MARCH 2, 2001


Contact: Cheryl Gundy, Space Telescope Science Institute (STScI)
(Phone: 410-338-4707, e-mail:

Dark Universe Symposium and Science Writer's Briefing at STScI

In recent years astronomers have been forced to confront a cosmic mystery nearly as clueless as the pitch-black monolith in the film "2001: A Space Odyssey."

Collectively it can be called the "dark universe" - one nearly as foreboding as the "dark force" invoked by Darth Vader in "Star Wars." The dark universe contains an invisible form of matter that accounts for most of the physical content of space. But that's not all -- there is also a pervasive repulsive force that emerged from the shadows a few billion years ago to nearly burst the expanding universe apart at the seams. Einstein called such a force his "greatest blunder," now it seems to be a mind-numbing reality.

Dark matter and dark energy have the potential to undo the very bedrock of our understanding of basic physics, the fabric of space and time, the notion of gravity, the history of the universe. Solving its mystery may ultimately lead to realization of parallel universes and the solution to our universe's ultimate destiny.

The field's top astronomers and physicists will meet at the Space Telescope Science Institute (STScI) in Baltimore, MD in a quest to better understand this "unseen" force and determine its abundance and distribution within our universe during the The Dark Universe: Matter, Energy, and Gravity symposium on April 2-5, 2001.

Additional information and the agenda for the Dark Universe symposium are available at

Concurrent with the Dark Universe symposium, STScI's Office of Public Outreach will host a briefing for science writers on Tuesday, April 3 from 12:30 p.m. to 2:00 p.m. in the Lyman Spitzer Boardroom (STScI 4th floor, room 401A).

Lunch will be available in the STScI Cafeteria prior to 12:30 p.m. at cost.

All media representatives interested in attending the Symposium and/or the Science Writer's Briefing should contact
Cheryl Gundy by e-mail at "", by telephone at
410-338-4707, or by fax at 410-338-4579.

Media registration is free. The deadline for registration is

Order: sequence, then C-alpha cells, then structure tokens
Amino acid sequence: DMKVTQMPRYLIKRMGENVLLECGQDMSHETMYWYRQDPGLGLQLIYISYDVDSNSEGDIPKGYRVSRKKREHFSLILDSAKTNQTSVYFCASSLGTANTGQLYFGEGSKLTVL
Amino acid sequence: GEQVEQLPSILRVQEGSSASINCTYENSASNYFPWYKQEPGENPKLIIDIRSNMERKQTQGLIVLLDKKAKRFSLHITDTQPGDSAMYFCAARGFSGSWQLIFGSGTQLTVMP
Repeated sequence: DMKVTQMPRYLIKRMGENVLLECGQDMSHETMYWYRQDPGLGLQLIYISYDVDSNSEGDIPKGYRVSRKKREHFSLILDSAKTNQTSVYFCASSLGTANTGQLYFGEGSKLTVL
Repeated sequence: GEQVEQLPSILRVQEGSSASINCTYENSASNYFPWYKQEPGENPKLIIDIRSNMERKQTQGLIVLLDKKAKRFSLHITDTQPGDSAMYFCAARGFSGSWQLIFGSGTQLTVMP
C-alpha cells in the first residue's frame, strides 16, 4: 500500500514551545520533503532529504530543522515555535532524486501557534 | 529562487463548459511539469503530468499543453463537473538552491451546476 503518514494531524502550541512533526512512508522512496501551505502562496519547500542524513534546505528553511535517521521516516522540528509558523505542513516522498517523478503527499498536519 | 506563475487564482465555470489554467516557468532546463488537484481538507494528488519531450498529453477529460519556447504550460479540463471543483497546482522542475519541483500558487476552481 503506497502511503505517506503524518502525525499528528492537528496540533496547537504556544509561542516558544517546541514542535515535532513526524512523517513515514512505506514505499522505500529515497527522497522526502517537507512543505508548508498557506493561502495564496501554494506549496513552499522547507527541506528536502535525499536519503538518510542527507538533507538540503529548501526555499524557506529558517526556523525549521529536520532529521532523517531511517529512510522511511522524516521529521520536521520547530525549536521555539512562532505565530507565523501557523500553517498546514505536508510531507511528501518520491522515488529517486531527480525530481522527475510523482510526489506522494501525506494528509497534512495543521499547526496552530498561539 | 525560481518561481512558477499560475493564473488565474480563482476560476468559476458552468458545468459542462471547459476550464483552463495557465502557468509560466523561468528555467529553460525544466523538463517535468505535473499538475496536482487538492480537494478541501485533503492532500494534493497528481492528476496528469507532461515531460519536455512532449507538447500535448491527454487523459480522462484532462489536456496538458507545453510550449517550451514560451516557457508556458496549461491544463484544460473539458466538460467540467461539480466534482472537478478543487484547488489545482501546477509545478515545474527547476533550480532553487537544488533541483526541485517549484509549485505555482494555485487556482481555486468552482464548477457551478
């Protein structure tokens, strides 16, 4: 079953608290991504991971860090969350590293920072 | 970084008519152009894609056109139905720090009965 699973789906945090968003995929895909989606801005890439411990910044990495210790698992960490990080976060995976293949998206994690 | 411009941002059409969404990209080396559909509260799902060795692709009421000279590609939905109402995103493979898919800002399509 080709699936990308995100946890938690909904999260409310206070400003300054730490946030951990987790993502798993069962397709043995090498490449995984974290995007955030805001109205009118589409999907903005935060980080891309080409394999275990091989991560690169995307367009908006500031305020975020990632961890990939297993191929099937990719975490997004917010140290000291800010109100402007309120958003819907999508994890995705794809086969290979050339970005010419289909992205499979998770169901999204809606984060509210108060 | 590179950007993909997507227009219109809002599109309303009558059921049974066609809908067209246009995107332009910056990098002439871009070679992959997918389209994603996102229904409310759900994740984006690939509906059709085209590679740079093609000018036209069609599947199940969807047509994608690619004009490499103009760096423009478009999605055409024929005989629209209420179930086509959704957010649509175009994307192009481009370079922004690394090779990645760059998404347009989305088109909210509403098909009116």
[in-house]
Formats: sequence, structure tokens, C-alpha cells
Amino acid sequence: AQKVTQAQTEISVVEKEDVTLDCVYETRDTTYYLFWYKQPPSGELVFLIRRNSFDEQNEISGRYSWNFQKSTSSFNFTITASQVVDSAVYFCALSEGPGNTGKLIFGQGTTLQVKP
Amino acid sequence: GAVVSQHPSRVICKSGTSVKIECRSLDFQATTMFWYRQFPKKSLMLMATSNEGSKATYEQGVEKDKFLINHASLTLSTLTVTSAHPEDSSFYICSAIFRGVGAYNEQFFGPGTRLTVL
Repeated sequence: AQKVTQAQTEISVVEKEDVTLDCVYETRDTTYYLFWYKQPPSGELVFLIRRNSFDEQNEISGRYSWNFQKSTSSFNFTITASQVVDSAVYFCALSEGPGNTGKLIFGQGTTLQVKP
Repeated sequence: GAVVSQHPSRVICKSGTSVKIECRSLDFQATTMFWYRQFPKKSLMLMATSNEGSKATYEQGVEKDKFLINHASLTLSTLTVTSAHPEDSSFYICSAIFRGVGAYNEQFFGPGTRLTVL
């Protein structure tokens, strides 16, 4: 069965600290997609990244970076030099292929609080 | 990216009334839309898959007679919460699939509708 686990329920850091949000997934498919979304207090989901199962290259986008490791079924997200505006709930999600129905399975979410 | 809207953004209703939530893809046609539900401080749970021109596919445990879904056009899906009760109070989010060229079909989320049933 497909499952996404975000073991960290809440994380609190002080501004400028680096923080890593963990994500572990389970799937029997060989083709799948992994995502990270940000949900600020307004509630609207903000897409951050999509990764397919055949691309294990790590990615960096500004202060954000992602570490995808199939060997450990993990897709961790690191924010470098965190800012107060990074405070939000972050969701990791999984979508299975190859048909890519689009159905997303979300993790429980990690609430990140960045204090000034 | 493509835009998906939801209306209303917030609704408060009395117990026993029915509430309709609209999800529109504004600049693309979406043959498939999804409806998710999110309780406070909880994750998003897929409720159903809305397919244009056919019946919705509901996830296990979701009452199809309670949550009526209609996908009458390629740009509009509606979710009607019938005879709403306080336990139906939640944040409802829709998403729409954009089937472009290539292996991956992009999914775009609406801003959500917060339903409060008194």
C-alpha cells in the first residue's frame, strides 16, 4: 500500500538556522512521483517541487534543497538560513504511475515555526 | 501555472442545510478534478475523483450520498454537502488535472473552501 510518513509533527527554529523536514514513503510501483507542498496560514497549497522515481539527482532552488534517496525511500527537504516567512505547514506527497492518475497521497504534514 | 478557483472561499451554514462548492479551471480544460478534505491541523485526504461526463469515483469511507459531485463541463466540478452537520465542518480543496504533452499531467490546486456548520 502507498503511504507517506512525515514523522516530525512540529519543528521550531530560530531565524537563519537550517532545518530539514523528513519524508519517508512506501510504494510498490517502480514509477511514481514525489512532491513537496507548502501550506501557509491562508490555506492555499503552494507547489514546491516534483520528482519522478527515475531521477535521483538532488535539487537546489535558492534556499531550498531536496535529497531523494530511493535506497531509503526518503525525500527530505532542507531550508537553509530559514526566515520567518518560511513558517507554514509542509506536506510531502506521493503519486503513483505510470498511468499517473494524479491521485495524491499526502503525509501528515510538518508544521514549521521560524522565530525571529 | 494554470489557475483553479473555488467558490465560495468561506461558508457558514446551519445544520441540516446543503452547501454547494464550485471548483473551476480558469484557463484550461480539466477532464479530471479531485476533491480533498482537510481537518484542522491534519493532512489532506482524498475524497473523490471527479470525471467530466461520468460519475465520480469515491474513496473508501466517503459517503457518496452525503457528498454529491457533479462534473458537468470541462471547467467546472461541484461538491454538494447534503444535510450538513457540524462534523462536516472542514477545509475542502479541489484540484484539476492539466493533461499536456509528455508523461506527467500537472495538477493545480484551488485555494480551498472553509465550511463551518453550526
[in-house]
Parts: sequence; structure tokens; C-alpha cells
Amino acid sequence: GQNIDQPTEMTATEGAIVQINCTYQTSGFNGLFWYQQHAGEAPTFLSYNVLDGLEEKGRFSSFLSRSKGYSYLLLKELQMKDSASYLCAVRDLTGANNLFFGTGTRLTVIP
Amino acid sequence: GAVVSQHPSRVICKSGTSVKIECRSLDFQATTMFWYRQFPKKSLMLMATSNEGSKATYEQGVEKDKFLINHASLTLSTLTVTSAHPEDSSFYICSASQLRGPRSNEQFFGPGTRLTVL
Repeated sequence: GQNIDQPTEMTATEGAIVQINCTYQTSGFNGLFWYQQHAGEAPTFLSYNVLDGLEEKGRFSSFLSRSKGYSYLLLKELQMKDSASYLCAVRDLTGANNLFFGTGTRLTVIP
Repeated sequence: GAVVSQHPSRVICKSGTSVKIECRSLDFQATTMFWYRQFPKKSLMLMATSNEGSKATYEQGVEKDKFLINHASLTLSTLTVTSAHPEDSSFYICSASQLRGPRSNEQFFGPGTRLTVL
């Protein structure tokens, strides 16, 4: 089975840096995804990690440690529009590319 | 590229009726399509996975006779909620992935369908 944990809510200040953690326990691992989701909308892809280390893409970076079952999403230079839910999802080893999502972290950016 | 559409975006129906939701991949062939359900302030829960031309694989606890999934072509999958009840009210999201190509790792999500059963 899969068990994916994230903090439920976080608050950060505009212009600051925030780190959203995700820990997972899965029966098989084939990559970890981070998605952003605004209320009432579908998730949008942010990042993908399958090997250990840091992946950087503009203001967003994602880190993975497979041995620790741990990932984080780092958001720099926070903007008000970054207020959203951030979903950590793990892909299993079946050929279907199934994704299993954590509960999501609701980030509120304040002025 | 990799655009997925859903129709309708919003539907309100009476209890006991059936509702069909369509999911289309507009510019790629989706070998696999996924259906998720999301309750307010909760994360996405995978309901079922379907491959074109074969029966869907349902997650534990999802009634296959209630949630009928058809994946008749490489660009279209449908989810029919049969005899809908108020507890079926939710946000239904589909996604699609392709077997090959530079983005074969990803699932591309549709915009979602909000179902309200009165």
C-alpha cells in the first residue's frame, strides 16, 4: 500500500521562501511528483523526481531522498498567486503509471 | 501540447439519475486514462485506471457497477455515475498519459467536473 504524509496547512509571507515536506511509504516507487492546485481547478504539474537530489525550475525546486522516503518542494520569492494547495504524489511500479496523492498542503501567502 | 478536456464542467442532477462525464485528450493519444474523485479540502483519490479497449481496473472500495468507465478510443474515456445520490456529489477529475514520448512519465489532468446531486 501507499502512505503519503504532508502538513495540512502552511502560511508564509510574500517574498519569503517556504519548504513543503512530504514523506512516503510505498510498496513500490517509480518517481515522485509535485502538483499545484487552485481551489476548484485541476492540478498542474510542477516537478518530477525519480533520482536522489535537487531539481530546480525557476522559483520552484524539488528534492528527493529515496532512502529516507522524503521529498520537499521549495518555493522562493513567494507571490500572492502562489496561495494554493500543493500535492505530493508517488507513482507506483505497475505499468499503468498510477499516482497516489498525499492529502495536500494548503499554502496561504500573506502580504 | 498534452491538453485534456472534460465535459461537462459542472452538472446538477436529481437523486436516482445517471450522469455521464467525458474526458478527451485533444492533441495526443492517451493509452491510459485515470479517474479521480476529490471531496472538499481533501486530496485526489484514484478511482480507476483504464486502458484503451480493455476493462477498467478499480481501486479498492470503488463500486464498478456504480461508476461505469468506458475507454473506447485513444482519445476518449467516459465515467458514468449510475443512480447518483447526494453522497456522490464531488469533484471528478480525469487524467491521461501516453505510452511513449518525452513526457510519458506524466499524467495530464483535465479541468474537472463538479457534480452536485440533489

Thursday, March 29, 2001.

The invited speakers and topics for the science writers briefing are:

Dr. Megan Donahue (Space Telescope Science Institute)
"Hot Gas in Clusters" -- Hot gas has been detected in many clusters of galaxies. From the temperature of this gas, the mass in the cluster can be determined, and from that, the density of matter in the universe can be estimated. Somewhat paradoxically, if clusters in the past were very massive, this indicates a low cosmic density of matter. Donahue will explain why, and the implications for cosmological parameters.

Dr. J. Anthony Tyson (Bell Labs, Lucent Technology)
"Gravitational Lensing" -- The image distortion and time delay of light from distant objects, caused by foreground gravitational lensing, offers a purely physics-based technique for studying the distant universe. Measurements of redshifts, angles, and arrival times of intensity fluctuations can probe the rate of expansion of the universe, the acceleration of the expansion, and the total amount of matter in the universe.

Dr. Adam Riess (Space Telescope Science Institute)
"Cosmological Parameters from SNe 1a" -- Recent observations of distant Type Ia supernova explosions appear to show that the expansion of the universe is accelerating. However, In the more distant past, before the Cosmological Constant ('Dark Energy') started to dominate, it is expected that the cosmic expansion was decelerating due to gravity. Observations of the most distant supernova observed yet will be used to test this hypothesis.

Dr. Paul Steinhardt (Princeton University)
"Quintessence" -- An invisible energy field is causing the cosmic expansion to accelerate. This dark energy appears to constitute some 70% of the energy density of the universe, and it could consist either of something like Einstein's Cosmological Constant, or of a quantum field known as quintessence. Quintessence forces the expansion to accelerate somewhat less rapidly than the cosmological constant, and it may explain why the dark energy started to dominate in the recent history.

Dr. Gia Dvali (New York University)
"Theories of Gravity" -- The apparent existence of various forms of 'dark matter' and 'dark energy' may simply mean that we misunderstand gravity. Our universe could lie on a membrane floating within a higher-dimensional space. These extra dimensions could help unify the basic forces of nature and could contain other universes.

Dr. Mario Livio (Space Telescope Science Institute)
Conference Summary: An Astrophysicist's Perspective" -- So, how can all of this be put together? Is it true that 30% of the matter in our universe is in the form of exotic particles which dominate galaxies? Is it true that almost 70% of the energy density in the cosmos is in some form of 'dark energy' which causes the expansion to accelerate? or are we being fooled? Can one rank all the existing theories in terms of their probability of being correct, and in terms of their internal 'beauty"?